Whilst the other main political parties have each released their employment related policies, National has remained largely silent.  This may reflect other priorities, or it could be a deliberate decision not to scare-monger.  What we do know, is that in previous election cycles, National has taken a diametrically opposed view of certain employment laws to that of Labour and this has resulted in these provisions bouncing in and out of the Employment Relations Act with successive changes in government.

When we couple the likelihood of change in these areas with some of the more extreme positions of ACT and NZ First,  there could be a significant impact on employee and union rights post-election.

Starting with what they have announced, National will repeal the Fair Pay Agreements Act immediately such that it is unlikely that we will see any fair pay agreements concluded under this legislation.  Christopher Luxon has also said that National would reinstate 90 day trial periods for all employers.  This law was first introduced by a National led government in 2009, but was originally only able to be used by employers of 20 employees or less.  This restriction was lifted by National in 2011 but reinstated by a Labour led government in 2018.

Removing the 20 employee limit again would be potentially significant as this would mean that all employers could dismiss any employee in their first 90 days of employment, without having to establish good cause or work through a full and fair process.  Effectively it is employment at will and employees would have no right to challenge their dismissal.  This could open up the floodgates to widespread use of this provision by employers, and create employment uncertainty for employees changing jobs.

Other areas of potential change are likely to include repealing the 30 day rule which requires employers to offer all employees the equivalent of the terms of any applicable collective agreement during their first 30 days of employment.  This means that non-union members also get the benefit of collectively negotiated terms, but has been criticised by even the unions who view it as enabling “free loading” by allowing people to piggy back off the work of unions for free. 

Additionally, we will likely see some retrenchment of union rights, including the entitlement of union officials to access worksites at any time to check on compliance with laws and policies and also to solicit for new members.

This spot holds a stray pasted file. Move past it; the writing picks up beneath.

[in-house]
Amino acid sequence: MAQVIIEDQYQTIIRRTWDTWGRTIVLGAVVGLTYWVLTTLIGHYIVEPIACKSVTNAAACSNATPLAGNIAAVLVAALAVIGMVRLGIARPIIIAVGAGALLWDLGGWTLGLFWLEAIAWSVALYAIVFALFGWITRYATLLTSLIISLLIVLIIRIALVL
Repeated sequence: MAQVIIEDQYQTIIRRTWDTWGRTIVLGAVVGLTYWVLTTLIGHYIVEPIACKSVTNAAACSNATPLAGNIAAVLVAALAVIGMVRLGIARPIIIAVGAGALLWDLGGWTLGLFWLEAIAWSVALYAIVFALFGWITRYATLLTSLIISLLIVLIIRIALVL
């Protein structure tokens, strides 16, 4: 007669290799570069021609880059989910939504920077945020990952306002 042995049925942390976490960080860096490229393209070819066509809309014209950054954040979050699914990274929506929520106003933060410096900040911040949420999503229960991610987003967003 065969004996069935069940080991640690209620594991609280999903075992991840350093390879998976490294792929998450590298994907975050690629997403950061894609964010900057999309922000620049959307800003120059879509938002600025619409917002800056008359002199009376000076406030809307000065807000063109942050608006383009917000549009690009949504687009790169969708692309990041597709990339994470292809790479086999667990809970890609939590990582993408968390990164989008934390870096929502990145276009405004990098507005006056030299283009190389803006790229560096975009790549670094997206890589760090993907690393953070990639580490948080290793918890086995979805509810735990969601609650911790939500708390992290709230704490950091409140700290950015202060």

The Labour led government also introduced the requirement to conclude a collective agreement unless there are good reasons not to, and this could well be pared back to the simple requirement that an employer to negotiate in good faith, but still with the ultimate right to refuse to settle. Pay deductions for partial strikes is another area where National could reinstate the position it has previously adopted, and given the escalation in industrial action and in particular the use of partial strikes as a strategy in recent years, it would be surprising if this did not occur.

Rest and meal breaks is another area that may be targeted, with National likely to repeal the mandatory requirement on employers to provide prescribed rest and meal breaks, and to substitute this with a more flexible regime.

The emphasis given to the remedy of reinstatement has also bounced around with different governments.  The Labour led government amended the legislation in 2018 to provide that this was a primary remedy, meaning that if an employee established a case of unjustified dismissal and sought reinstatement, they should get it wherever practicable and reasonable.  National did not support this at the time and their likely coalition partner ACT has taken a more extreme view that reinstatement should never be ordered by the Authority unilaterally and should require the employer to agree to it.

Other ACT policies include reintroducing 90 day trial periods for all employers, placing a moratorium on minimum wage increases for three years, and removing eligibility for remedies in personal grievance cases where the employee is found to have been at fault.

If NZ First are part of any government, they have said that they would reinstate those employees who lost their jobs due to not complying with COVID-19 mandates, although how practical this would be is highly questionable this far down the track.

A National – ACT – NZ First coalition could result in quite significant changes to employment law.  Invariably, and consistent with their voter profile, the likely changes would be largely business and employer friendly.  The flip side of this is that they may be viewed as employee unfriendly and as taking workplace relations back a decade to a place where there was a clear imbalance in power in the employee-employer relationship.

This article was originally published in The Post